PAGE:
Will the world's best be ready for 2011?
POY? How about DJ? And I don’t mean Trahan. Dustin Johnson’s pursuit of the 2010 FedExCup is coinciding with his late push for PGA Tour Player of the Year honors, as a summer of lost opportunities gives way to an autumn of achievement.
Johnson earned his second title of 2010, gutting out an impressive win at the BMW to surge to second in the FedExCup chase behind Matt Kuchar heading to East Lake for the Tour Championship. It ain’t a major, but a playoff win, one that brings a $10 million bonus within reach, is a nice consolation prize.
“To finally get it done, especially after all the things I’ve gone through this summer, to finally get it done on Sunday, it can't feel any better, especially I played really good golf today,” Johnson said. “I didn’t make as many birdies as I would have liked to, but I made just enough.”
One of those birdies came on the penultimate hole, a tap-in after a monster drive and scintillating wedge to two feet. It was the highlight of a bogey-free back nine that allowed Johnson to overcome Paul Casey’s three-shot lead and continue to erase the ghosts of Pebble Beach (where he shot a final-round 82 to lose the U.S. Open) and Whistling Straits (where a rules gaffe at the 72nd hole cost him a spot in a playoff at the PGA).
“Pebble taught me a lot, I think,” he said. “That’s where I learned … after getting off to a rough start, I kind of maybe got a little fast. Everything starts moving fast in a situation like that. So I really learned to be patient and not rush things. I didn’t rush any shot today. I took my time, took practice swings, even when I — a few times I felt myself trying to rush a little bit, but I would stop, put my club back in the bag and come back and go through my routine and just take things slow.”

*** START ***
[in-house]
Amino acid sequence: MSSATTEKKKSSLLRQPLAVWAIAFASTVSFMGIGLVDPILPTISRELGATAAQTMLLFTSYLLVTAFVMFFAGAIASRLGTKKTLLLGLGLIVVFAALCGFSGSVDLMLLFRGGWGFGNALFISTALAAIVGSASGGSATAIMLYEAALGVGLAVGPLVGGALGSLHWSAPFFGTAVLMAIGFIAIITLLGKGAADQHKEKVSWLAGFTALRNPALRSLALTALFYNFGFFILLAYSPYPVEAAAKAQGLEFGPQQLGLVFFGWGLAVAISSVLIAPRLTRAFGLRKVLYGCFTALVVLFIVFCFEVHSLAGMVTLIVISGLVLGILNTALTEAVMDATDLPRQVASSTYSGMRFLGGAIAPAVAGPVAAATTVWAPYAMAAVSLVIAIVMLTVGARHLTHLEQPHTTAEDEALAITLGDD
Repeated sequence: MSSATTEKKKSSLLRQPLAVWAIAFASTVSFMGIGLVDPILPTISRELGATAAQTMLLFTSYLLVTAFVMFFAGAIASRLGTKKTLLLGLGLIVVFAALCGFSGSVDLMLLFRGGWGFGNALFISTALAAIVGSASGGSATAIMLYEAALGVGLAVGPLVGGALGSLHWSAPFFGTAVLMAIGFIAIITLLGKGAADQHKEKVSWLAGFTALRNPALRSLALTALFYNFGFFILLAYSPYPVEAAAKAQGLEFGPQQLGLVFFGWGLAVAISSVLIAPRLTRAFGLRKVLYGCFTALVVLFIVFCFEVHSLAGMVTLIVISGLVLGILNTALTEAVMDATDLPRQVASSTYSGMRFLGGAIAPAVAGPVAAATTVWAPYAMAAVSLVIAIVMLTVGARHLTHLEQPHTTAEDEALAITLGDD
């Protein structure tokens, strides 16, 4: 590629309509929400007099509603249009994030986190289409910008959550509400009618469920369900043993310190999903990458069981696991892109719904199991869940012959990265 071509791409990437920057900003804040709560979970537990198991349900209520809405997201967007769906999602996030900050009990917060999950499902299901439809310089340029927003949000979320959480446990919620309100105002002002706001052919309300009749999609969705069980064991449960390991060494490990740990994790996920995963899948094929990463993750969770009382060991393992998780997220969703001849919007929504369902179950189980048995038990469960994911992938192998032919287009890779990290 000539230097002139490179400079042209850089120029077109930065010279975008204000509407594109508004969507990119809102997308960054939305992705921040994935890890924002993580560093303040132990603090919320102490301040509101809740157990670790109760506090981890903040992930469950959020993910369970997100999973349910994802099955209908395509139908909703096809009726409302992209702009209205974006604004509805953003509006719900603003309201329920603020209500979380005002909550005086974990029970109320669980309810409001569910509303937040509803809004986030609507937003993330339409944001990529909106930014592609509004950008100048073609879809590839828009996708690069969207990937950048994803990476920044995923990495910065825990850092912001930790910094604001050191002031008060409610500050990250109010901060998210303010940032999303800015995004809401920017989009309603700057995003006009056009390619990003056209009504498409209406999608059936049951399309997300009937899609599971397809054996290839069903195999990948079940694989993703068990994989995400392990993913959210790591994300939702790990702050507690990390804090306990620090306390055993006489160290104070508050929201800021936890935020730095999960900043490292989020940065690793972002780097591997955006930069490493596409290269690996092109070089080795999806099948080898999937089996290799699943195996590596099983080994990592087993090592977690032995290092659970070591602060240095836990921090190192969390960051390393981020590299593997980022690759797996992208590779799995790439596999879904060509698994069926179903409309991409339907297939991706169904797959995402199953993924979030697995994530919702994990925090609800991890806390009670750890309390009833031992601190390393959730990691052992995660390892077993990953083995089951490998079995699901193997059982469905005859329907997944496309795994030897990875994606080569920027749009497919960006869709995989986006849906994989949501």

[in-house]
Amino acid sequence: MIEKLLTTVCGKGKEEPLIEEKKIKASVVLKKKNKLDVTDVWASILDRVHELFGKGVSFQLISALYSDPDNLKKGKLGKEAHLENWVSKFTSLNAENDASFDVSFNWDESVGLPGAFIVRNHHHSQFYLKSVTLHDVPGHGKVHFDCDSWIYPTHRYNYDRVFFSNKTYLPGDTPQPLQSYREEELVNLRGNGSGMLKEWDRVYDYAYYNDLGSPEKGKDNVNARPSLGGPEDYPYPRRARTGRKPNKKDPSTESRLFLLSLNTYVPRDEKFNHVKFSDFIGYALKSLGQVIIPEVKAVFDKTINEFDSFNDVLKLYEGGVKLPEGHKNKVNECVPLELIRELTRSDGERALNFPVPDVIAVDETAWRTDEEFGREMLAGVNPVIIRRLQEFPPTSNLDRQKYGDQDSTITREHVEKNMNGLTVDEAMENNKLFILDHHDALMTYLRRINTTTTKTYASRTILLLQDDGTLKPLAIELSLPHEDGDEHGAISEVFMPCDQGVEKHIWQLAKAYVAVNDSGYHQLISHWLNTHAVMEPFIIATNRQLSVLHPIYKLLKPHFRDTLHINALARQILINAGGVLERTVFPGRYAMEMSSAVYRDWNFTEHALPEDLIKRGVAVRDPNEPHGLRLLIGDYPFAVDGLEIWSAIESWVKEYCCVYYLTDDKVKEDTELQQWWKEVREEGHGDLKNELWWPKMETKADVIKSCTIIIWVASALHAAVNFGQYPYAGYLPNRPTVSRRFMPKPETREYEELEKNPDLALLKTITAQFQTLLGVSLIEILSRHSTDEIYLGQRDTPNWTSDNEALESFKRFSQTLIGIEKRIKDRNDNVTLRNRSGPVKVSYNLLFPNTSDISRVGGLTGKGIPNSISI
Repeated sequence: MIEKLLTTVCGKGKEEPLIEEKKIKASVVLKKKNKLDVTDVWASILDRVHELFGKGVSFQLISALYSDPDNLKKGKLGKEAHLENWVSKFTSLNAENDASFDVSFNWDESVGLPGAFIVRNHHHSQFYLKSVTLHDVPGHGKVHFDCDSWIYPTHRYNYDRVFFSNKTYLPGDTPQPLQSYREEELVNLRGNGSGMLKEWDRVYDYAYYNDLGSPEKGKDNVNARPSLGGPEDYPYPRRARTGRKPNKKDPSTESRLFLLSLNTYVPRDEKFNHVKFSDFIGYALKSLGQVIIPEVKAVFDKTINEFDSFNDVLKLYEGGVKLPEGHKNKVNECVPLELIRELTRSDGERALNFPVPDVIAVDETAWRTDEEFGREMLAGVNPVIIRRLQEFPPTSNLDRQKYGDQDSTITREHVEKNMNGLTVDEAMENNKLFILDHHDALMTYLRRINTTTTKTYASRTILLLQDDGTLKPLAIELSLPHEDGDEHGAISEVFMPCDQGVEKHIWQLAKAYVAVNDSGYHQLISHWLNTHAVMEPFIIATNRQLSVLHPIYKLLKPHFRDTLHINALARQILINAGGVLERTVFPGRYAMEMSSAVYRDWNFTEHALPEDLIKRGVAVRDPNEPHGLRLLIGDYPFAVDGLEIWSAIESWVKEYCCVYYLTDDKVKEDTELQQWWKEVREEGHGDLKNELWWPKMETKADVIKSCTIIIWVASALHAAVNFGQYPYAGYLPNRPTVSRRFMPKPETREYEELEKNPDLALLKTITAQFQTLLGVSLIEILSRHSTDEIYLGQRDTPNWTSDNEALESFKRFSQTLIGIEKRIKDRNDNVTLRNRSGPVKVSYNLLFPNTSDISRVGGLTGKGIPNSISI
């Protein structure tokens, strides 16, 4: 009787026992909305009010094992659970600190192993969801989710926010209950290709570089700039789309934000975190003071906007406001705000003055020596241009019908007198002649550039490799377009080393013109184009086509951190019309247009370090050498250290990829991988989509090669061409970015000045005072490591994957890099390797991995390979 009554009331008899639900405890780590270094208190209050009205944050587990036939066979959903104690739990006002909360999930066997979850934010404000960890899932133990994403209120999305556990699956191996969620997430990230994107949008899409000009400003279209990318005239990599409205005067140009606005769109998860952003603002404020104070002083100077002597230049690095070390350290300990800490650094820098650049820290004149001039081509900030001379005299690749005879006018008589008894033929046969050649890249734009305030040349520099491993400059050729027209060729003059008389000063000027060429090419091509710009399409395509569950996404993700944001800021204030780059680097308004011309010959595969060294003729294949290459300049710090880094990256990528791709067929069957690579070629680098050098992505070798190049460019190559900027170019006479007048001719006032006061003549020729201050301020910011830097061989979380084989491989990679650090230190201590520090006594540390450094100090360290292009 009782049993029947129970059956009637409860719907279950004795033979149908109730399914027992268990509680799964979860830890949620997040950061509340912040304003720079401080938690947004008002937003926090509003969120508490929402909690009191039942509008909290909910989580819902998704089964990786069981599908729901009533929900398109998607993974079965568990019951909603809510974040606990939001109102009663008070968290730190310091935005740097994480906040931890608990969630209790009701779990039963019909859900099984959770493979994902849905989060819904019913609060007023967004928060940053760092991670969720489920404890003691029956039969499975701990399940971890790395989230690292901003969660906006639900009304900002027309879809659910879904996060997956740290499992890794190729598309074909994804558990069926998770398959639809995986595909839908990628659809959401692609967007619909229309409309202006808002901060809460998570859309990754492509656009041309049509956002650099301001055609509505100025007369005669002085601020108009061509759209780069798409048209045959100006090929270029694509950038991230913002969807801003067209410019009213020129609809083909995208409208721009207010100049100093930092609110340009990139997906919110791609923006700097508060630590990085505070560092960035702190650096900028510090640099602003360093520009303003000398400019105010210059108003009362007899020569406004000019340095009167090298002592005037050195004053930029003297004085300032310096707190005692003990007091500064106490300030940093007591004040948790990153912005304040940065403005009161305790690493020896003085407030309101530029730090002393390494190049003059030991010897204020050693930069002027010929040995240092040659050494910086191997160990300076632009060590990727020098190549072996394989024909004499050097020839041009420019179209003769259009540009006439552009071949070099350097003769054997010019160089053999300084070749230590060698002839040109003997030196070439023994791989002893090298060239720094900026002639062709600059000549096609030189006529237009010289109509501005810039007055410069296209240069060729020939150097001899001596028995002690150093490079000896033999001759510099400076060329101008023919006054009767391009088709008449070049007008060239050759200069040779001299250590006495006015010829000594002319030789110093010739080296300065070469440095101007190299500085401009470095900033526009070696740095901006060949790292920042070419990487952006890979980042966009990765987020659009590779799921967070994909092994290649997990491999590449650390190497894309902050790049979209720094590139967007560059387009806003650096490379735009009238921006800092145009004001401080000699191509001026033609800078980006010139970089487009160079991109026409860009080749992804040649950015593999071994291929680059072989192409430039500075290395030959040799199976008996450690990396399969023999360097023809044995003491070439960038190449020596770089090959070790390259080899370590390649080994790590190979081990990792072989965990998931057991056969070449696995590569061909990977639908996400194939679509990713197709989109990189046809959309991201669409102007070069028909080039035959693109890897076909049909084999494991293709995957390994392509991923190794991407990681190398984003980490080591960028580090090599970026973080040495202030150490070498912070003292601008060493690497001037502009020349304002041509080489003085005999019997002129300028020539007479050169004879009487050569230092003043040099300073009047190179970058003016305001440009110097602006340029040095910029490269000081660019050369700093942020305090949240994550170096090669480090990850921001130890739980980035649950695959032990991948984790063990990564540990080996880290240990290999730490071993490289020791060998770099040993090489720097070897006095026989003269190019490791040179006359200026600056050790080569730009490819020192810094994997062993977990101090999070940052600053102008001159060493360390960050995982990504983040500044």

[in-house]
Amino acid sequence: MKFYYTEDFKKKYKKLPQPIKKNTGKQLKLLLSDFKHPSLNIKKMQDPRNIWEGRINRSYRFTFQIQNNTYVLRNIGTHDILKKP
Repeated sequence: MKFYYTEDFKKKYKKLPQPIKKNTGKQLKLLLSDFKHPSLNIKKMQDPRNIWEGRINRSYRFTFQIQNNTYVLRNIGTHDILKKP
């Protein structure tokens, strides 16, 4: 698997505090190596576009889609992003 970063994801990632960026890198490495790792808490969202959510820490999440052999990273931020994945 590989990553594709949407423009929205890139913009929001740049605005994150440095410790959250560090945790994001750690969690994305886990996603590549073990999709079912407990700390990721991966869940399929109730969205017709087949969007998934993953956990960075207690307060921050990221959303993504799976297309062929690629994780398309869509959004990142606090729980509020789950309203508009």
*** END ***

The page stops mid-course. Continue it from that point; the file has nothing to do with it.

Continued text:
Johnson is putting the finishing touches on a season that has seen two wins and seven top-10 finishes in 22 tournaments. Even if you play the what-might-have-been game, it’s been a remarkable season.
“I think I’m getting a lot more consistent with my ball-striking day in and day out,” he said. “Short game is pretty good. This week is the first week I’ve really felt like my putter has come back. Even though I didn’t make a lot of putts today, I made the short ones, and all my putts I hit on line. I hit them where I was looking. You can’t read them all right; it’s just not going to happen. I hit everything exactly where I was looking.
To finally get back and feel like the putter is there, it definitely helps a bunch.”
Add a hot putter to his prodigious physical skills, and the sky’s the limit for Johnson. I’m calling it now — DJ’s a favorite at Augusta.
We’ll Call It a Draw
Popular perception would hold that Phil Mickelson melts in Tiger Woods’ presence, but Mickelson says Tiger brings out the best in him, and the numbers back that up. Woods and Mickelson have now been paired together in a Tour event a total of 26 times, and in their individual head-to-head matchups they now stand 11–11–4 after Lefty’s 67 on Sunday bested Woods’ 71. Mickelson has now won six of their last eight pairings; Woods’ last head-to-head win came in the second round of the 2008 U.S. Open. “I enjoy it,” said Mickelson. “He certainly brings the best out in me. That wasn’t the case earlier on. But I feel like he gets the best out of me now.”
Woods will not be participating in the season-ending Tour Championship, after his tie for 15th at the BMW left him 42nd in FedExCup points. But Lefty got a first-hand look at Woods’ ever-evolving game, and he liked what he saw out of his Ryder Cup teammate. “I think his game is inches from being there,” Mickelson said. “His speed is back. He’s solid, very close. He’s hitting shots. He didn't pull off a few today, but he hit a lot of good shots there coming in.
“He made a couple of bogeys and followed up with a number of birdies there toward the end. But you can tell that his game is like inches from turning because his speed is back and his putter looks great. I mean, his game is not that far off at all. It looks very close to being right there.”
Tiger will take the three weeks leading up to the Ryder Cup to fine-tune his game with new swing coach Sean Foley as he embarks on his third significant re-build of his swing and his game. “I can practice at home with Sean in peace and away from everybody and put some work in and also work on my short game and my putting, things I have not been able to do out here,” he said “It’ll be nice to work on all these little things and concentrate on my game a little bit more and sharpen up, be ready come Friday (of the Ryder Cup).”